Share and Analyze Data on a Tableau Site
After completing this unit, you'll be able to:
- Describe typical scenarios for using a site on Tableau Server or Tableau Online.
- Explain the difference between site roles and permissions.
- Explain the difference between users, groups, and content types.
What Is a Tableau Site?
You have been using Tableau Desktop and creating content for data analysis, but how do you share it with others on your team? If your company uses Tableau Server or Tableau Online, you have access to a Tableau site, a private workspace on Tableau Server or Tableau Online. This is where you and your team can publish data sources and workbooks, create a new workbook, and even analyze data—if you have the right role or permissions.
Identify and Navigate Sites
A site on Tableau Server or Tableau Online has a name and an ID. If you have access to multiple sites, you select one when you sign in. Once signed in, you can navigate to another site by selecting it from the site picker.
What Is a Site Used For?
What you can do on a site depends on your site role and permissions. Here are some key things you can do on your Tableau site.
- See published and custom views others have created.
- Build and publish data sources and workbooks.
- Connect to published data sources on the site to create new workbooks.
- Edit and analyze data in published workbooks.
- Explore the data in a view using filters and legends, sorting, and tooltips.
- Share, comment on, and download content.
- Make new connections to data.
Site Roles and Permissions
The intersection of a user’s license type, site role, and content permissions determines the level of access a user has on a Tableau site. The following table summarizes the different roles and permissions available:
||A Viewer is primarily a consumer of content created by others. They may simply view existing workbooks and dashboards, or perform basic interactions such as filtering or selecting items of interest.
||Web authors with the Explorer (can publish) permission can publish new content to a site. They can also create and publish new content from an existing published data source, but cannot connect to external data or create new data sources.
||A data steward who has the Creator permission publishes data sources to Tableau Online or Tableau Server. This role is responsible for finding, preparing, publishing, and managing data sources. Typically a data steward serves as a clearing house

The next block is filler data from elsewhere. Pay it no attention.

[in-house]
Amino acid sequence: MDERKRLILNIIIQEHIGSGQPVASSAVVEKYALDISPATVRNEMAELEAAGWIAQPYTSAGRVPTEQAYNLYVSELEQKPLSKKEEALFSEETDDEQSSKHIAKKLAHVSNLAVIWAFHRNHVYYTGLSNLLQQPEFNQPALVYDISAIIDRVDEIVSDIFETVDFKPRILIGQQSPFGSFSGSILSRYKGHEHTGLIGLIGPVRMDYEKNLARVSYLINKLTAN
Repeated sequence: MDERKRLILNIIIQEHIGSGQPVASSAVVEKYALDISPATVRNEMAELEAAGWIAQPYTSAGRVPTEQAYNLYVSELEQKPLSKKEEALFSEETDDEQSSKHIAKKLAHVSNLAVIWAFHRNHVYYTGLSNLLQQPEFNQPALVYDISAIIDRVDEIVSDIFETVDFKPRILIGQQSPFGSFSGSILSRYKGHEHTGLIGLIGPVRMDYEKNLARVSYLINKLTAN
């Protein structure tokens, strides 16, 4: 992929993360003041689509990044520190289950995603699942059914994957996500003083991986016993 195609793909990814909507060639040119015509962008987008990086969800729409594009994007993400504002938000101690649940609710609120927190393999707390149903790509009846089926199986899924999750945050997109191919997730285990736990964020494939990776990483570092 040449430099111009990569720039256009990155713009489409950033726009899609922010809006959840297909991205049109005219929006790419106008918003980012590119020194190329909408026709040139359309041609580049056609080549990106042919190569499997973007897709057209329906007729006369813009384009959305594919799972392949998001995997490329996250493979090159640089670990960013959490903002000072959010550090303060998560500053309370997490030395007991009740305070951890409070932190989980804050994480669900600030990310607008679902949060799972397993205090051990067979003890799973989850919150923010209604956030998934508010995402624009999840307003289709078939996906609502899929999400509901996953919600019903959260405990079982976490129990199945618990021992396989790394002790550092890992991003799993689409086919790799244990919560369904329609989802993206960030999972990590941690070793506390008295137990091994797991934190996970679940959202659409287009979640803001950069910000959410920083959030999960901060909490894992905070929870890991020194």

for information about a data source, such as its origin, its accuracy, when it was updated last, and where the fields come from.
The following diagram illustrates how these roles fit together.
Finding Content on a Tableau Site
Now, let’s see how you can find content on a Tableau site.
When you sign in to Tableau Server or Tableau Online, the first page you see is the home page. The home page gives you quick access to newly added favorites, recently visited views, and popular content.
To see all of the content you have access to across your Tableau site, click Explore from the navigation pane on the left side of the page. Your site role and permissions determine the content and options that you can see.
- Site picker (available if you have access to more than one site)
- Content type menu
- Quick search
- Your content and settings
You can select different content types from the menu. Some of the common content types are described below.
Projects are a great way to organize the content on your site. Top-level projects can contain other (nested) projects, forming a hierarchy that you navigate like the file system on your computer. When you open a project, you see all of the content that the project contains on a single page, including any nested projects, workbooks, data sources, data roles, and flows.
A workbook page shows the views included in the workbook and the data sources used by the workbook. It also provides a list of user subscriptions to either the workbook or to individual views.
A view page displays options for interacting with the view, including sharing, subscribing, and editing.
A data source page shows connections to databases or file-based data, as well as the workbooks connected to the data source. If the data source is an extract, the page shows scheduled extract refreshes.
Congratulations! You’ve now learned about the Tableau workflow, how to connect to your data, and how to share your findings on a Tableau Site.